To be included is one of the greatest gifts of relationships.  Especially when it comes from authority.  The words and action of authority have double impact on our lives–to bless or to curse.

Perhaps some in the believers in Philippi were feeling “left out” of Paul’s attention and care.  It would seem that way as Paul wants to leave no doubt included in his love.  Look how he opens this letter:

“To all the saints in Christ Jesus” 1:1
“In all my prayers for all of you” 1:4
“It is right for me to feel this way about all of you” 1:7
“all of you share in God’s grace with me” (1:7)
“God can testify how I long for all of you” (1:8)

I call it the “all” of Paul.  It didn’t matter that some were more mature than others, that some were fighting with others, or that some had problems, Paul cared for them all.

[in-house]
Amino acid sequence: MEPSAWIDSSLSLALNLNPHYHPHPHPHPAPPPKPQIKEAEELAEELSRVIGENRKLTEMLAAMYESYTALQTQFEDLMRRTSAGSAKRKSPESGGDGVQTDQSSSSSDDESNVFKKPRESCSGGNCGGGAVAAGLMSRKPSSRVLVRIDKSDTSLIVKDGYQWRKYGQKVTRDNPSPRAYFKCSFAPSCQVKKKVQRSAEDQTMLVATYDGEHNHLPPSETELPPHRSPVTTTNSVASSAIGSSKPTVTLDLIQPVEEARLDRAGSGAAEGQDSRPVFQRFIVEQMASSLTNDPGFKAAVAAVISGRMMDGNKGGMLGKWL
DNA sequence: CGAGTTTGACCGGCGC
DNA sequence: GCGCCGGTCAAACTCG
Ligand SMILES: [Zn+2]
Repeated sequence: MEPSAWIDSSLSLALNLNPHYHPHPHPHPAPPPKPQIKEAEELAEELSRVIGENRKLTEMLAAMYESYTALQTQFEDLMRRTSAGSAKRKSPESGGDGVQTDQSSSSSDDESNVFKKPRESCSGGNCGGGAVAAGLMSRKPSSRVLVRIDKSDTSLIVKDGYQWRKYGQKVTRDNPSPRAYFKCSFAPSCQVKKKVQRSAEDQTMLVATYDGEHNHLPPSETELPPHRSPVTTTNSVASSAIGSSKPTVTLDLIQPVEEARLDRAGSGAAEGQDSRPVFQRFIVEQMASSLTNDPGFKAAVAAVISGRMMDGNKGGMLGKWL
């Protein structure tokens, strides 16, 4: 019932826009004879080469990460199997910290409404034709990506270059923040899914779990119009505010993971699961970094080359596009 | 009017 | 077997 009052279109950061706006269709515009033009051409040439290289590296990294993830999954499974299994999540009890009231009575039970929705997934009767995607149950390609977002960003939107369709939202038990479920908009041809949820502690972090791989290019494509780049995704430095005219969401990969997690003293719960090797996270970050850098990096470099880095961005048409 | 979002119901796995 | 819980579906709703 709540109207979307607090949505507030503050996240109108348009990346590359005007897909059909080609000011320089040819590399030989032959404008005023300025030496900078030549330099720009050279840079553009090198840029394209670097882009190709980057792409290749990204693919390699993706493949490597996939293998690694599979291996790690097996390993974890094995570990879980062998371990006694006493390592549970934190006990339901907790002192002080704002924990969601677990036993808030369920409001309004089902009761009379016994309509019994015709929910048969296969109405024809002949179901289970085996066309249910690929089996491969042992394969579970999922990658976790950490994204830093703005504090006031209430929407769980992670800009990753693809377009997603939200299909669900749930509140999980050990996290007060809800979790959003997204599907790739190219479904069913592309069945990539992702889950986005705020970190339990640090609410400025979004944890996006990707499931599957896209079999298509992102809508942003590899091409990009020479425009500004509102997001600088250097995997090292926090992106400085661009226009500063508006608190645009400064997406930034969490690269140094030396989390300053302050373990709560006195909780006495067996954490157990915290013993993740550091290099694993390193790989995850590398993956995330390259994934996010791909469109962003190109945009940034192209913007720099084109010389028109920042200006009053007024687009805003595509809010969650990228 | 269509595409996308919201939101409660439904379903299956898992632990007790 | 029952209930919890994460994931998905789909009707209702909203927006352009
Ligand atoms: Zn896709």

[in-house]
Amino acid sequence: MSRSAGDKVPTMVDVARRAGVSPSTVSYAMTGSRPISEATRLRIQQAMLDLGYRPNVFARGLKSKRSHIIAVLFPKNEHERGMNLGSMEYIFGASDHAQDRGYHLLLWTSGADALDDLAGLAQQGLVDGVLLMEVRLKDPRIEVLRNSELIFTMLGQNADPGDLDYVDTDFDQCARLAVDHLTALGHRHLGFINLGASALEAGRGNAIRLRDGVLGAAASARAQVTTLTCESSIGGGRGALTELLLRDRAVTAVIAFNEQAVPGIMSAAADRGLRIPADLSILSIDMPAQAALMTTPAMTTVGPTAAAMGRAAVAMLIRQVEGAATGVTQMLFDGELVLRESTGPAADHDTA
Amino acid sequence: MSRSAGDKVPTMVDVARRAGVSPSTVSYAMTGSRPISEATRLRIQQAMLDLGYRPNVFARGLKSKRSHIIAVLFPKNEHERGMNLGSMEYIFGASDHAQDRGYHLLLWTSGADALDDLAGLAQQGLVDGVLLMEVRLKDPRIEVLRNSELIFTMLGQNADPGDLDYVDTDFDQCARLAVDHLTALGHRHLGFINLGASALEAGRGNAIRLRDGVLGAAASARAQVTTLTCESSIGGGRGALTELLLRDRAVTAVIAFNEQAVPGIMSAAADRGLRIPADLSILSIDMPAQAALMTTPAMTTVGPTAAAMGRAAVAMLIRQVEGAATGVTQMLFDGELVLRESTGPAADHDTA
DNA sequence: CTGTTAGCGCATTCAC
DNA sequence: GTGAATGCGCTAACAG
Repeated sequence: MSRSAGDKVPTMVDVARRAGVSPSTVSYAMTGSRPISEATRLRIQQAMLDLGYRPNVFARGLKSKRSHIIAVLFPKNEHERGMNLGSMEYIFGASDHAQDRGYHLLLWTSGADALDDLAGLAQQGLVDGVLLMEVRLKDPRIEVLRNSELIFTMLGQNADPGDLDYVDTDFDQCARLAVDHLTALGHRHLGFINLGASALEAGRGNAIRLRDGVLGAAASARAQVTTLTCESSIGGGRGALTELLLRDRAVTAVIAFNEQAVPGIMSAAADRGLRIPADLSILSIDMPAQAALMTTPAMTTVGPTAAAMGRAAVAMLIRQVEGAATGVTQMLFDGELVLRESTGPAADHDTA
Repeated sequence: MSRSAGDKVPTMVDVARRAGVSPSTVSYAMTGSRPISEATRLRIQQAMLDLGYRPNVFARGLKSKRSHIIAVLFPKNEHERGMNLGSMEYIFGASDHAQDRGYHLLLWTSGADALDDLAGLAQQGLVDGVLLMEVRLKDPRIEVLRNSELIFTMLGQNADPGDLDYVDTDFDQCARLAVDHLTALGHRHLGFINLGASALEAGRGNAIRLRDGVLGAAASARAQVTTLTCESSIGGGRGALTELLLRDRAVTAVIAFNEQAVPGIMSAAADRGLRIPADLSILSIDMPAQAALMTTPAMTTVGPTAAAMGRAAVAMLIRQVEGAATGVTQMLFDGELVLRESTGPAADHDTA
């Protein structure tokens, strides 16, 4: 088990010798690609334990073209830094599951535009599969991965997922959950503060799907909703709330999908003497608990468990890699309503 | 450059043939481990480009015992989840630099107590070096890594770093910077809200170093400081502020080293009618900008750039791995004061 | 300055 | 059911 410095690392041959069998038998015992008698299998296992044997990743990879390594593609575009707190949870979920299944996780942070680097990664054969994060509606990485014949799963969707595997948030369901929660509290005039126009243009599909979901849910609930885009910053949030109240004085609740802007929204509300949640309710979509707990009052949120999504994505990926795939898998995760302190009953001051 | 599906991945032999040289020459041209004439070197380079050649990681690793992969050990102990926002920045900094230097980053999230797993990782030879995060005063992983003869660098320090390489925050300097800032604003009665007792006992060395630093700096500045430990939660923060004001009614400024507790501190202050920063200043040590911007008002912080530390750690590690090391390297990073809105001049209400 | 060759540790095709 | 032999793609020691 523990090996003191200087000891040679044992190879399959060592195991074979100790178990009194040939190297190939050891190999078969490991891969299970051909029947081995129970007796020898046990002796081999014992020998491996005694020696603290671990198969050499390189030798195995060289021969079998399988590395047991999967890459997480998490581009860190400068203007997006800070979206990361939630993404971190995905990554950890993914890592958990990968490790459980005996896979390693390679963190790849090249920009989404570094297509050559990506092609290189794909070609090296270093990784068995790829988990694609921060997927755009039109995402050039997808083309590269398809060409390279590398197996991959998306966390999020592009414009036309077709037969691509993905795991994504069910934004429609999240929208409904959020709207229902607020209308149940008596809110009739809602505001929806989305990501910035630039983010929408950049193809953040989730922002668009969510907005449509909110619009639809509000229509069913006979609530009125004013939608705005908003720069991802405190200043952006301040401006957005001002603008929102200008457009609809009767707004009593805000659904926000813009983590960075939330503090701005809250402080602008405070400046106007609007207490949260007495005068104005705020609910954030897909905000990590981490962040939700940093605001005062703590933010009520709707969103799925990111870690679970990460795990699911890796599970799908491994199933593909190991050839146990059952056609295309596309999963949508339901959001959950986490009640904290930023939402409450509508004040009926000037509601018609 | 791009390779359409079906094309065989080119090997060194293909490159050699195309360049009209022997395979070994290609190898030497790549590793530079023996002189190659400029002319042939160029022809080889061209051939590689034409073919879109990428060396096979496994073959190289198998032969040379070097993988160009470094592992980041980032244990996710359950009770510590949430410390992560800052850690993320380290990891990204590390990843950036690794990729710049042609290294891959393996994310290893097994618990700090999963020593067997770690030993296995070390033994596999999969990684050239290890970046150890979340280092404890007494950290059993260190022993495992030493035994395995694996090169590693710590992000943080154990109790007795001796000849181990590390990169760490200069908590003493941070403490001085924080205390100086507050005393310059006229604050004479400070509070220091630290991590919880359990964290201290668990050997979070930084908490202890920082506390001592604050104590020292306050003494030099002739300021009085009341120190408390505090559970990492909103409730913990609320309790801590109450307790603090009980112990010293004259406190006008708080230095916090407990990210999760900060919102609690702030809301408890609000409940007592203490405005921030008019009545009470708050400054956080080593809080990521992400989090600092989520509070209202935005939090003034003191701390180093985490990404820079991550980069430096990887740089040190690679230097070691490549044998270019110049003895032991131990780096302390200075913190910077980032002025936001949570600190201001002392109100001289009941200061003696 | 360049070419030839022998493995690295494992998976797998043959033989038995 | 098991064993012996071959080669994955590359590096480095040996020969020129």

This is actually important.  When we are facing the pressures of leadership, it is easy to gravitate towards those that are “easy to work with” and of whom we have a natural rapport.  It’s easy to give grace and be more kind to those ones, whereas the difficult people we tend to have less patience with.  But in doing so we might inadvertently be sending a message that we care less for them.  And that might even be the case.

But mature leadership makes sure that others feel the gift of acceptance.  We all have known what it’s like to be on the opposite end of that spectrum.